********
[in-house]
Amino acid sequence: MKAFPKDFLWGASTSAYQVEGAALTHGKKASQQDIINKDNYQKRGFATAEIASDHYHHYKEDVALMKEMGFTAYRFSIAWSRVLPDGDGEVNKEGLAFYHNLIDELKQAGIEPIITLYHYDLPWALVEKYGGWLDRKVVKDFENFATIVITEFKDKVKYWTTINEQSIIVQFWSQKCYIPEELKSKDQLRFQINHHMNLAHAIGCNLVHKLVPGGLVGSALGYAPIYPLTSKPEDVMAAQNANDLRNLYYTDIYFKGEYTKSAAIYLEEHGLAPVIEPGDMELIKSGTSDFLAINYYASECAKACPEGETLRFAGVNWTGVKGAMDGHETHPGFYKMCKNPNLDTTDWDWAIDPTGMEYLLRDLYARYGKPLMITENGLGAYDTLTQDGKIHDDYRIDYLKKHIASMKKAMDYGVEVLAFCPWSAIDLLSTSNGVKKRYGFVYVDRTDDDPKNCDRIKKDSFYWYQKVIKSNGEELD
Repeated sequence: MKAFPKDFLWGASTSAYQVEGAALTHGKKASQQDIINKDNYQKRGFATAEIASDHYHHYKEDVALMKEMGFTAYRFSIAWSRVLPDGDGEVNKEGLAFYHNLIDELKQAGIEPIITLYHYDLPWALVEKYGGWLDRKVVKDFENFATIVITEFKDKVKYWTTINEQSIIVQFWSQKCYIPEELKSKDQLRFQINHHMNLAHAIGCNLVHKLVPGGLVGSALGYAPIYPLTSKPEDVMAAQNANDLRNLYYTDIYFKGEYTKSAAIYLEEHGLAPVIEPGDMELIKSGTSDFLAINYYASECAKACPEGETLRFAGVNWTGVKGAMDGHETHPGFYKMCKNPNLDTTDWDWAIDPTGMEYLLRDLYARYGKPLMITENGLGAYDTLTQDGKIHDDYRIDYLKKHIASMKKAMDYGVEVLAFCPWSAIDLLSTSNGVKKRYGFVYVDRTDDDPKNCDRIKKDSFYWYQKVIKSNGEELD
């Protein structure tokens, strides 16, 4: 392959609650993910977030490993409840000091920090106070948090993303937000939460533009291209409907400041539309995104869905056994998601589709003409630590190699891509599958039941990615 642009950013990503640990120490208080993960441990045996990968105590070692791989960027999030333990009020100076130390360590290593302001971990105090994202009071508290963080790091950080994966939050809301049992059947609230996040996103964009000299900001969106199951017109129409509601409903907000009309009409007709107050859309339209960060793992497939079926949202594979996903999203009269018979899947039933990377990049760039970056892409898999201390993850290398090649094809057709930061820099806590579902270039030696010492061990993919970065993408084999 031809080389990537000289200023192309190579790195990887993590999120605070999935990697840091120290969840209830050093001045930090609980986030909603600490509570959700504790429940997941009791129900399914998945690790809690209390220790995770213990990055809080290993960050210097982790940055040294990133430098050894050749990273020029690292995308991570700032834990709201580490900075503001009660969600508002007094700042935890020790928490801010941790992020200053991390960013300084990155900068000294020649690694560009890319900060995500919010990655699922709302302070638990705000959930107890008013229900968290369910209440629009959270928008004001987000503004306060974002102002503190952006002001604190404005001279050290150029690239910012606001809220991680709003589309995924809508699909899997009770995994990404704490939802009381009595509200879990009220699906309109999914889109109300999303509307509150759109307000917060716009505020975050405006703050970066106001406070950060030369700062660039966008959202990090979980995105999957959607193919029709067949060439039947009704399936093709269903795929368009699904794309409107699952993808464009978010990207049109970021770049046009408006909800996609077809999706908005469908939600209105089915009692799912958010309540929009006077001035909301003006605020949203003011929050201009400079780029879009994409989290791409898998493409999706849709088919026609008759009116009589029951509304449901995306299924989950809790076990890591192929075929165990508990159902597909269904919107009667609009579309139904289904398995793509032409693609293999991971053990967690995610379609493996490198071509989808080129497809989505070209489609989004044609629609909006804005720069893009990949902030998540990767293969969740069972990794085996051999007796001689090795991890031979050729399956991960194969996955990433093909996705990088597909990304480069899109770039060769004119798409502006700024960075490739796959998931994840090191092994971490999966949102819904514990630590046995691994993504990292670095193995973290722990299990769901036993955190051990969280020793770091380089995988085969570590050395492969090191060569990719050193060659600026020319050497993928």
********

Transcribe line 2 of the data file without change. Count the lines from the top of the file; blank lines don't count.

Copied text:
Amino acid sequence: MKAFPKDFLWGASTSAYQVEGAALTHGKKASQQDIINKDNYQKRGFATAEIASDHYHHYKEDVALMKEMGFTAYRFSIAWSRVLPDGDGEVNKEGLAFYHNLIDELKQAGIEPIITLYHYDLPWALVEKYGGWLDRKVVKDFENFATIVITEFKDKVKYWTTINEQSIIVQFWSQKCYIPEELKSKDQLRFQINHHMNLAHAIGCNLVHKLVPGGLVGSALGYAPIYPLTSKPEDVMAAQNANDLRNLYYTDIYFKGEYTKSAAIYLEEHGLAPVIEPGDMELIKSGTSDFLAINYYASECAKACPEGETLRFAGVNWTGVKGAMDGHETHPGFYKMCKNPNLDTTDWDWAIDPTGMEYLLRDLYARYGKPLMITENGLGAYDTLTQDGKIHDDYRIDYLKKHIASMKKAMDYGVEVLAFCPWSAIDLLSTSNGVKKRYGFVYVDRTDDDPKNCDRIKKDSFYWYQKVIKSNGEELD